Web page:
Kansas Produce Growers Inventory
A project of the Produce Safety Rule Grant awarded to the Kansas Department of Agriculture by the Food and Drug Administration


The Kansas Department of Agriculture is committed to helping farms and businesses educate themselves about the Food Safety Modernization Act (FSMA) and Produce Safety Rule.

FSMA was passed by Congress in 2011 to better protect public health by ensuring food safety. The Produce Safety Rule (PSR) is one of the seven FSMA rules which seek to minimize risks that may occur during the growing, harvesting, packing and holding of fresh produce. Some of the key components of the PSR cover agricultural water, soil amendments, domesticated and wild animals, worker training and hygiene, equipment and tools, and sprouts. The PSR went into effect in 2016 and will require covered farms and businesses to become compliant. The Kansas Department of Agriculture will provide tips, education and resources to farms and businesses prior to the compliance deadlines to help them implement a plan. 

 

Provide Information for Assistance with the Produce Safety Rule

Complete the survey online.

To print a form or download a fillable PDF version, click here.

 

What is the Produce Safety Rule? Will it affect my business?

The FDA Produce Safety Rule is part of FSMA and focuses on standards for safe production through preventative measures at each stage of the production chain in produce.

Not all farms will be subject to the PSR. Some may be exempt or eligible for modified requirements. To determine if the PSR applies to your farm or business, review the Produce Safety Rule Decision Chart.

FSMA Final Rule on Produce Safety: A summary of the rules that will be implemented on covered farms.

Read the exemptions from the PSR

 

Understanding terms in the Produce Safety Rule

  • Produce
    • Fruits and vegetables grown for human consumption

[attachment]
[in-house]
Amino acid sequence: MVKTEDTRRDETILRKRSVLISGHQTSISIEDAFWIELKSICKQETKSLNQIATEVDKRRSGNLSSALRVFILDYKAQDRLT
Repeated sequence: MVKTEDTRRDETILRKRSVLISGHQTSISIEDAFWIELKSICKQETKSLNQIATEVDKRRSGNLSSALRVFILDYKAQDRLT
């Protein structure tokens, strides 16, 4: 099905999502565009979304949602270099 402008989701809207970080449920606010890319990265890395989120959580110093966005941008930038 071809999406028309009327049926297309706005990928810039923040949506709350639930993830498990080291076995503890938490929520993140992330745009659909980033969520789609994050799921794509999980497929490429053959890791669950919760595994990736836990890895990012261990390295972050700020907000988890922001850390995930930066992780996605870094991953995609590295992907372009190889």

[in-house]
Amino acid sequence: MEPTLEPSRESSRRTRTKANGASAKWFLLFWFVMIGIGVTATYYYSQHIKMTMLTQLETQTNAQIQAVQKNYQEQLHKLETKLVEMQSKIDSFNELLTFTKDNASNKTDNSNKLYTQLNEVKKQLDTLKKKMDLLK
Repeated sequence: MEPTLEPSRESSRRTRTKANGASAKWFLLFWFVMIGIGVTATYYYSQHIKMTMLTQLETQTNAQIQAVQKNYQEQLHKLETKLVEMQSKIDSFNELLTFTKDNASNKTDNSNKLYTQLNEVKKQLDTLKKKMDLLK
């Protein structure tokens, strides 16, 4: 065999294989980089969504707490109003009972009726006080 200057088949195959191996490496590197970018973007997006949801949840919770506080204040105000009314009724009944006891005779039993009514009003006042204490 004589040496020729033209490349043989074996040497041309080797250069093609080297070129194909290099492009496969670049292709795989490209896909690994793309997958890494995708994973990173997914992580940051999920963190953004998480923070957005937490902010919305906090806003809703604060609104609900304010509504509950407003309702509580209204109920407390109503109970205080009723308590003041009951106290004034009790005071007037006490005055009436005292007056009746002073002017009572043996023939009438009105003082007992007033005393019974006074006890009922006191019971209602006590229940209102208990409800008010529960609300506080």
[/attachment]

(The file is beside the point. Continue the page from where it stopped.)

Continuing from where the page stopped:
• Covered Produce
    • Produce that is not exempt from the PSR. Exemptions include:
      • Produce that is not a raw agricultural commodity
      • The following produce commodities that FDA has identified as rarely consumed raw: asparagus, black beans, great Northern beans, kidney beans, lima beans, navy beans, pinto beans, garden beets (roots and tops), sugar beets, cashew, sour cherries, chickpeas, cocoa beans, coffee beans, collards, sweet corn, cranberries, dates, dill (seeds and weed), eggplants, figs, horseradish, hazelnuts, lentils, okra, peanuts, pecans, peppermint, potatoes, pumpkins, winter squash, sweet potatoes, and water chestnuts
        • Food grains, including barley, dent or flint corn, sorghum, oats, rice, rye, wheat, amaranth, quinoa, buckwheat, and oilseeds (e.g. cotton seed, flax seed, rapeseed, soybean, and sunflower seed)
        • Produce that is used for personal or on-farm consumption
  • Exemptions
    • Farms growing exempt produce
    • Farms that have an average annual value of produce sold during the previous three-year period of $25,000 or less.
  • Primary Production Farm
    • An operation under one management in one general, but not necessarily contiguous, location devoted to the growing of crops, the harvesting of crops, the raising of animals (including seafood), or any combination of these activities. This kind of farm can pack or hold raw agriculture commodities such as fresh produce and may conduct certain manufacturing or processing activities, such as dehydrating grapes to produce raisins and packaging and labeling raisins. This includes packing of holding raw agricultural commodities (such as fresh produce) that are grown on a farm under a different ownership, as well as companies that solely harvest crops from farms. **Primary Production Farms conducting activities on produce covered by the PSR will be required to comply with that rule.
  • Secondary Activities Farm
    • An operation not located on the Primary Production Farm that is devoted to harvesting, packing, and/or holding raw agricultural commodities. It must be majority owned by the Primary Production Farm that supplies the majority of the raw agricultural commodities harvested, packed or held by the Secondary Activities Farm. An example of a Secondary Activities Farm could be an operation in which nuts are hulled and dehydrated by an operation not located at the orchard before going to a processing plant. If the farmer that owns the orchards and supplies the majority of the nuts is a majority owner of the hulling/dehydrating facility, that operation is a Secondary Activities Farm.

Discover compliance dates set by FSMA

KDA is taking steps to assist farms and businesses that are covered by the PSR.

Fill out the Produce Safety Questionnaire to help KDA provide you with the resources you need to understand how the PSR will affect you.

 

Training Dates
Learn what is expected of your farm through Produce Safety Training Workshops.


Contact Us
If you have questions, please contact Carly Tyler by email at Carly.Tyler@ks.gov or by phone at 785-564-6765.